Apr 10 2023

Updates to the CDR Verification Framework

by
Freya Chay +Zeke Hausfather +Kata Martin +Raphael Hagen 
Freya Chay
Kata Martin
Raphael Hagen

Last September, CarbonPlan and Stripe collaborated to release a CDR Verification Framework that maps out the key uncertainties associated with quantifying net carbon removal and storage durability for different carbon dioxide removal pathways. The framework summarizes our uncertainty mapping for each pathway with a metric called the Verification Confidence Level (VCL), which represents our confidence that carbon removal outcomes can be accurately quantified using the best scientific understanding, measurement, and modeling approaches available today.

The Verification Framework was designed as a regularly updating resource intended to improve and expand over time. This quarter, we are making updates in three areas: pathway additions, pathway modifications, and tool improvements. You can read about these updates in detail below.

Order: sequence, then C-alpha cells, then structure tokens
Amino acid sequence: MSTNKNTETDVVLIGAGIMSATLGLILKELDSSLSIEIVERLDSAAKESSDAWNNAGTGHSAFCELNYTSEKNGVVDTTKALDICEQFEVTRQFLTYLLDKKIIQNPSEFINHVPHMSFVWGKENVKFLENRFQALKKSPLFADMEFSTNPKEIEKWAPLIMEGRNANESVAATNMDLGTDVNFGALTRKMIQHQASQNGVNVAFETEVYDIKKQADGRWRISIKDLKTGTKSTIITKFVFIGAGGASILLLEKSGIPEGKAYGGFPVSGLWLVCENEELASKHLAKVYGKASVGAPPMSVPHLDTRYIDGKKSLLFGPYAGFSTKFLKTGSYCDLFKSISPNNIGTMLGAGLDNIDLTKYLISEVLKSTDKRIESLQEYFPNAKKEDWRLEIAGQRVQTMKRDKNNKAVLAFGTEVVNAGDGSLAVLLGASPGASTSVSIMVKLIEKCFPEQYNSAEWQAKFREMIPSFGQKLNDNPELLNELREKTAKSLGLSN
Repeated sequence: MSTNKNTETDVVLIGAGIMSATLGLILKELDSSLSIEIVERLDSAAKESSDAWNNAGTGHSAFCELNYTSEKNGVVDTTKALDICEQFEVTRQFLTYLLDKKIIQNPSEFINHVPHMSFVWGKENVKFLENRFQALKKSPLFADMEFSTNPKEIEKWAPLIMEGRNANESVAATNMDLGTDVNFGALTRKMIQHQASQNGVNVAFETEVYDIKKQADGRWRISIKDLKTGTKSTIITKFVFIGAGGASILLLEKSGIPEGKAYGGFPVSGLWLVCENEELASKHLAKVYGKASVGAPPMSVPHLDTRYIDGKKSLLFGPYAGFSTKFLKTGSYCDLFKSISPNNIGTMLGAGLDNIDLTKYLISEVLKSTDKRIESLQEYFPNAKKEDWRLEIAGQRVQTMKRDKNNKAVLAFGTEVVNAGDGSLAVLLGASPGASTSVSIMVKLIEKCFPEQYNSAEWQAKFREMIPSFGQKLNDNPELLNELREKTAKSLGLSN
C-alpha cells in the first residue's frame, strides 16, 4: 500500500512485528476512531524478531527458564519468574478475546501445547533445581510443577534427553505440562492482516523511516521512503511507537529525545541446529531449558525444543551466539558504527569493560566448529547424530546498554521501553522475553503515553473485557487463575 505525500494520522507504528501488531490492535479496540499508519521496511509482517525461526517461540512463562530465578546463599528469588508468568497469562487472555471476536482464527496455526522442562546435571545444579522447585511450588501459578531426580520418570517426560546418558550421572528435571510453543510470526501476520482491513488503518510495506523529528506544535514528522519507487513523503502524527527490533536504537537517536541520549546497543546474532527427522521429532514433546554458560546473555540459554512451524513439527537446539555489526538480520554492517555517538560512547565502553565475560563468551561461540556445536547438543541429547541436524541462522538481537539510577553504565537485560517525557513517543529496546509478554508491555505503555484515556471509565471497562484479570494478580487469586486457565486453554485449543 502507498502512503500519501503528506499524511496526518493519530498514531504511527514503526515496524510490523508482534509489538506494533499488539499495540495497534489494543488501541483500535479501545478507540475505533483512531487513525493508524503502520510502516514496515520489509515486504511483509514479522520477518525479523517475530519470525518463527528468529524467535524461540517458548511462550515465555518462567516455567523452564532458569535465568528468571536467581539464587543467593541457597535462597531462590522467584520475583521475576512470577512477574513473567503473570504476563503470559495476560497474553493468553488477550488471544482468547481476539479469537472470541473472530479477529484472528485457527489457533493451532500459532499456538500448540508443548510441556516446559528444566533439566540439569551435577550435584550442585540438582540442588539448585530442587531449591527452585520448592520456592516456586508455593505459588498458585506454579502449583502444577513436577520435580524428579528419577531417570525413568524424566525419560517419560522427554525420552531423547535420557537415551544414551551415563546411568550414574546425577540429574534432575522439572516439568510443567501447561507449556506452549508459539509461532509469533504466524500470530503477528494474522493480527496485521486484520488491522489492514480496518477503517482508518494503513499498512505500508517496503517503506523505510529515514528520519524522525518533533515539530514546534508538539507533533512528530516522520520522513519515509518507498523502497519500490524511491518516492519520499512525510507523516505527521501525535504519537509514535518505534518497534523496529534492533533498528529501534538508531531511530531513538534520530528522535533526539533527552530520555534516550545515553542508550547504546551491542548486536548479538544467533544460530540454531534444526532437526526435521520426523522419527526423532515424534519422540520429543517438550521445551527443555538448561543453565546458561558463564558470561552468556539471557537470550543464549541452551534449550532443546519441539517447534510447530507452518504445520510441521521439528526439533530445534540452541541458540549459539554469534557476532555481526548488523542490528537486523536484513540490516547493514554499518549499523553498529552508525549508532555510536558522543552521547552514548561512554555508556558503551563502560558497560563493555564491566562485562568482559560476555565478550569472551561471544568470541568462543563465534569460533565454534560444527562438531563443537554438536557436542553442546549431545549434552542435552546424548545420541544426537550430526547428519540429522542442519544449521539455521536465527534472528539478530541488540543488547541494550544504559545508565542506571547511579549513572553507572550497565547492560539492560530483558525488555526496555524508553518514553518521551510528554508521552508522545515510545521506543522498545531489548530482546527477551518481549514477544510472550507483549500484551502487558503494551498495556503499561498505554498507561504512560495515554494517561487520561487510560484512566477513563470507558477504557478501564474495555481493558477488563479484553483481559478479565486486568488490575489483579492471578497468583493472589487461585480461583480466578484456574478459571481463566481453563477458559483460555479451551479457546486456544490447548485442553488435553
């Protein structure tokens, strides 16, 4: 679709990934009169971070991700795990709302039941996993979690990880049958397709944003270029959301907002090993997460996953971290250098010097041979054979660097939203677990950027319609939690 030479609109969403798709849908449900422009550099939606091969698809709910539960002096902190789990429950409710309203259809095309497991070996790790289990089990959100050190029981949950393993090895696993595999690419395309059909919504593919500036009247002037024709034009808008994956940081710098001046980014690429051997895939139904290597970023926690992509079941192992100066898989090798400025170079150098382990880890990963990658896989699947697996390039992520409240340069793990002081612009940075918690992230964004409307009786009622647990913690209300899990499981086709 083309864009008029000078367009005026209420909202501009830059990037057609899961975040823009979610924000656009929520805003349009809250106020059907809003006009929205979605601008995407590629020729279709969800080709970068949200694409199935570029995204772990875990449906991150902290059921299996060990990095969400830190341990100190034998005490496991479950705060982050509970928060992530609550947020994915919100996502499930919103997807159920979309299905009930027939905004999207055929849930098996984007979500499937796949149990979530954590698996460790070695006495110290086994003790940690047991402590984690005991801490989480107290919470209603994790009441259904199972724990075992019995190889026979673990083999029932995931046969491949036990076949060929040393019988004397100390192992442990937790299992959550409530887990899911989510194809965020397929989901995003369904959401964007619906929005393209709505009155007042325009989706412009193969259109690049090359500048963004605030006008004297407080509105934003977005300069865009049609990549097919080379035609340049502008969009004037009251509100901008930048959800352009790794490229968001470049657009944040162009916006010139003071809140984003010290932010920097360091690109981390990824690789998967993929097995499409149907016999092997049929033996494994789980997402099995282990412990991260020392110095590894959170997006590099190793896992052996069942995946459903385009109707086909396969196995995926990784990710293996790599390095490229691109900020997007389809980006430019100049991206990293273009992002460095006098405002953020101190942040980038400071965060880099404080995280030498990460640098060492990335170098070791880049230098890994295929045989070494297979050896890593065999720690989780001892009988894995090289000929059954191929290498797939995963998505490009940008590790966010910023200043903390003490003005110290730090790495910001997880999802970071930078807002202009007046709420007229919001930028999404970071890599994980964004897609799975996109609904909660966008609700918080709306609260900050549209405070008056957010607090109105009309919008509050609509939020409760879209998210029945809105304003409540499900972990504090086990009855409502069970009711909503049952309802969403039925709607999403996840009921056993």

Pathway additions

With this round of Verification Framework updates, we are adding three new pathways: biochar, alkaline waste mineralization, and direct ocean removal.

12345
Verification Confidence Level (VCL)
Direct air capture
Biomass carbon removal and storage
BiCRS
Terrestrial biomass sinking
Biochar
Alkaline waste mineralization
Enhanced weathering
Ocean biomass sinking
Direct ocean removal
Ocean alkalinity enhancement
High confidence
Low confidence
figure 1
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The Verification Confidence Level (VCL) metric represents our confidence that carbon removal and storage durability outcomes can be accurately quantified using the best scientific understanding, measurement, and modeling approaches available today. Each CDR pathway is associated with a range of VCLs, which captures differences between potential approaches within each pathway and the associated quantification uncertainties. This figure highlights pathways added in this round of updates.